The press here likes to play up the fact or act incredulous that I’m running to the left of the incumbent, who has a reputation as a progressive. That’s David Grosso, the independent At-Large council member. Really just for that reason I’ve been anointed the Bernie Sanders of D.C. I think I’m arguably to the left of Bernie Sanders himself even, but I’ll happily associate myself with him in that regard just because I do think there is an opportunity here, kind of an opening, to bring leftist politics back into the mainstream. That’s one of the things I’m hoping to achieve with this campaign is to make leftist politics relevant in D.C. government.

KHALEK: What are some of the things in your platform? I know D.C. statehood is one of them. You can explain to listeners what that means, but what about the stuff? And how does that fit into leftist politics?

FRANKLIN: Our platform, we’re calling the Drew for D.C. Bill of Rights, and it’s a set of five resolutions that we are using as a framework to not only build out our own platform but create a model that other people can independently adopt and work toward because the attention here is really on movement building. It’s on being a part of something broader and inclusive and not just one individual’s political ambitions or ambitions to get into government.

So, the Drew for D.C. Bill of Rights first of all says that all residents have a right to affordable housing. All students have the right to free and equitable public education. Etc. You can actually check it out at our website, DrewforDC.com.

The reason that statehood is relevant to all this: A lot of your listeners might not know that D.C. is in a very unique situation compared to the rest of the country in that our six hundred thousand-plus residents don’t have voting representation in Congress. We actually only just recently were given back our budget autonomy, control over our own local finances, which previously were basically under the control of Congress.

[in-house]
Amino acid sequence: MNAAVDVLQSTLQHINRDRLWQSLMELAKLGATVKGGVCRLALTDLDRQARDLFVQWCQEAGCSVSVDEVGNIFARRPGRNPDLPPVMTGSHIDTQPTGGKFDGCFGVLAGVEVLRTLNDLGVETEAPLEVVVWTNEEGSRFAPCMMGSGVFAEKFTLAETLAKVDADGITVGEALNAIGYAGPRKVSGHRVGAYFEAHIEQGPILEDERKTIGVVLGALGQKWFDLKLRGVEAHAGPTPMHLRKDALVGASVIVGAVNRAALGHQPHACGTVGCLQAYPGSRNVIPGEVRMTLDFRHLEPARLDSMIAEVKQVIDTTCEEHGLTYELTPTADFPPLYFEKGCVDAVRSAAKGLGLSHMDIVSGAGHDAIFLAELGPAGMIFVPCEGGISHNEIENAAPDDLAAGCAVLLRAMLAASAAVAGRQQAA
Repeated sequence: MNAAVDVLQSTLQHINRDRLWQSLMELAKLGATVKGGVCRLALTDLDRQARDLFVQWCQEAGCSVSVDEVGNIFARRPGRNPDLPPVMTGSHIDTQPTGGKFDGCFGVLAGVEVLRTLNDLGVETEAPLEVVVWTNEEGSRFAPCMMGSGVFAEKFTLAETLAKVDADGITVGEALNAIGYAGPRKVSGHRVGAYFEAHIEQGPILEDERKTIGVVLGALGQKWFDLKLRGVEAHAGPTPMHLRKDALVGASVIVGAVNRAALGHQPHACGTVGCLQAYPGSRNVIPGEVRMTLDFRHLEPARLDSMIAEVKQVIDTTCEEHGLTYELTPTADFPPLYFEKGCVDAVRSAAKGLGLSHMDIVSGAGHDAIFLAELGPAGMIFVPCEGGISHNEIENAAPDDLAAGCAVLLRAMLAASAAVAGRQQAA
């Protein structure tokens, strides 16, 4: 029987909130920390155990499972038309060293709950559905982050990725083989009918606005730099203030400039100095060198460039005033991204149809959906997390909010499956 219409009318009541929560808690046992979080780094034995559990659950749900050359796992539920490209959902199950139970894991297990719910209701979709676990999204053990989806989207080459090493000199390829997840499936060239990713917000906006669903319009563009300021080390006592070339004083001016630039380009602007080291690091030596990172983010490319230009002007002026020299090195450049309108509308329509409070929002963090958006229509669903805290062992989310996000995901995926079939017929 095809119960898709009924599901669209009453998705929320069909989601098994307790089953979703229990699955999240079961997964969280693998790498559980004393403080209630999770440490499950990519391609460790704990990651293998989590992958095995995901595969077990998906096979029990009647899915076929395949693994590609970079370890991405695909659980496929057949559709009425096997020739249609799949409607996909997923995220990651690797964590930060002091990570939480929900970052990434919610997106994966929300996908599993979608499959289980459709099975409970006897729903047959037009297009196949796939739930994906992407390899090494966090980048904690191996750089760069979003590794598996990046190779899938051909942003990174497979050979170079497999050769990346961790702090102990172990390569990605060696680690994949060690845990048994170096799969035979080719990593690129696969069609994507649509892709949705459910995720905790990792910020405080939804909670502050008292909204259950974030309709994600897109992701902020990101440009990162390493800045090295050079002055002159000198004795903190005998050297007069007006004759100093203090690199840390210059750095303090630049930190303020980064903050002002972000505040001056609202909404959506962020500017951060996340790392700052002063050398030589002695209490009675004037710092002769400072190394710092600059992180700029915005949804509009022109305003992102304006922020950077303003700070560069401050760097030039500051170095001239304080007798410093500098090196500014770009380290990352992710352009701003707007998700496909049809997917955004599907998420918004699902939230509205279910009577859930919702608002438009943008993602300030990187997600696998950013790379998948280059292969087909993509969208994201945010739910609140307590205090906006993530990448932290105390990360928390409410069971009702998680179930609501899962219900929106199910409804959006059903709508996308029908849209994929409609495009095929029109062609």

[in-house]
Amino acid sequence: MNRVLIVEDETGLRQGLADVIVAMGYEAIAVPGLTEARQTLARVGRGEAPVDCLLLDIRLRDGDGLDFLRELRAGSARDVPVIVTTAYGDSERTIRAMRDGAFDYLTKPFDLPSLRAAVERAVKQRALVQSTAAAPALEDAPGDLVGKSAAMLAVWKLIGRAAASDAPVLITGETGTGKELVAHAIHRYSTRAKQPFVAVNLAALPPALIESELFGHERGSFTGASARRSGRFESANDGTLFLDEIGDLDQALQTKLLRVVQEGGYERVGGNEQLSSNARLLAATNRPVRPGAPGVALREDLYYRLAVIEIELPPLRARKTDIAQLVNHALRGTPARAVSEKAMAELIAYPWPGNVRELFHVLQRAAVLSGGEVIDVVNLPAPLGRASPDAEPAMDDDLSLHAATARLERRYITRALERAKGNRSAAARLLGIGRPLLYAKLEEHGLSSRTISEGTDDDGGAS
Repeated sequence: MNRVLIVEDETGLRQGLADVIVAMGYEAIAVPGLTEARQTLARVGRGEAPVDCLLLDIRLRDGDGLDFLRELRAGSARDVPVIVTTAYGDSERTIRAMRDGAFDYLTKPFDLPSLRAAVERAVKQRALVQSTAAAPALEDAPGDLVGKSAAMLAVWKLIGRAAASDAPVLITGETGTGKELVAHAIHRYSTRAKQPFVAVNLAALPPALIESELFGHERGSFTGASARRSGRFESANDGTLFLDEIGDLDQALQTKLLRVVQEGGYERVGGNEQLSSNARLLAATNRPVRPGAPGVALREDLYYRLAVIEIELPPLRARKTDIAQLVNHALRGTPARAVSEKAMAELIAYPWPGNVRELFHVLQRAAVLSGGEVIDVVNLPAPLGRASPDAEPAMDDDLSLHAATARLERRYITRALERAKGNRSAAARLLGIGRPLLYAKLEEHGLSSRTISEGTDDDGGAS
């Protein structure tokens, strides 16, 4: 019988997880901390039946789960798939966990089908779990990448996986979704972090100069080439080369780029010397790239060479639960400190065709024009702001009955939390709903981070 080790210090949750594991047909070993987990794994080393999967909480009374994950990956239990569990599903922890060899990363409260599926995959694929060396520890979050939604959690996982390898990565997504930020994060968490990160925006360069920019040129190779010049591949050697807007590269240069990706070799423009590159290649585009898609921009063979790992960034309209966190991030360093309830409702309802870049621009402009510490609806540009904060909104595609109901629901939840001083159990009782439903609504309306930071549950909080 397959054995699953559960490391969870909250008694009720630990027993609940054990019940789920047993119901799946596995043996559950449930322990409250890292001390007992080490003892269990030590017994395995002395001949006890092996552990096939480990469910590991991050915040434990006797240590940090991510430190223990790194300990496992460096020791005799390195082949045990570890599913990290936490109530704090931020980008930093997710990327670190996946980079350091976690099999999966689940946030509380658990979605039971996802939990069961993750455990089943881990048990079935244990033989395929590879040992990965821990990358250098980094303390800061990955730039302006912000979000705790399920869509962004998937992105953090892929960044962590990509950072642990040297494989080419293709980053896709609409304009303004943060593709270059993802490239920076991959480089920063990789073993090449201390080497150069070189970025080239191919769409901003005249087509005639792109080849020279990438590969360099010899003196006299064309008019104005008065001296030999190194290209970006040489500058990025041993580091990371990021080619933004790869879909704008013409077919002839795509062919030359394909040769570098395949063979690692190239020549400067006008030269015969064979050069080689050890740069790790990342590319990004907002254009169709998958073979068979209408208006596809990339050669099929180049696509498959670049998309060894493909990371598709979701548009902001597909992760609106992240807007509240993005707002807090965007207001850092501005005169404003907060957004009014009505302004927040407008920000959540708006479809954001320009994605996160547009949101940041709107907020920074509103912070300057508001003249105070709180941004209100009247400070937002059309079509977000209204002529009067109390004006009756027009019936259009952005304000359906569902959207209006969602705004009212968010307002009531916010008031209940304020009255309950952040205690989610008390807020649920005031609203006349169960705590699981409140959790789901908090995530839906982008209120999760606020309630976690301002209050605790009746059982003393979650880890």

And there’s a whole history there of this political disenfranchisement, which has a race element to it because we actually didn’t get these rights until 1973. That’s when we got our home rule charter from Congress as a result of organizing, movement building here locally in order to put pressure on the federal government.

KHALEK: …And back then, D.C. was still majority black. It may have been one of the highest proportions of black people in any city in the country, if I’m not mistaken.

FRANKLIN: Yeah, at the time, it was 70 percent black. Prior to it, you know, this was coming right on the heels on the end of Jim Crow, end of segregation. What’s interesting about D.C.—and that still I think still affects us today, this was a city with a large black population that was ruled by a segregationist Congress, which included people who openly spoke of their desire to get rid of the black population in D.C. That was part of the struggle to get statehood was that racist element there. It wasn’t just about suffrage.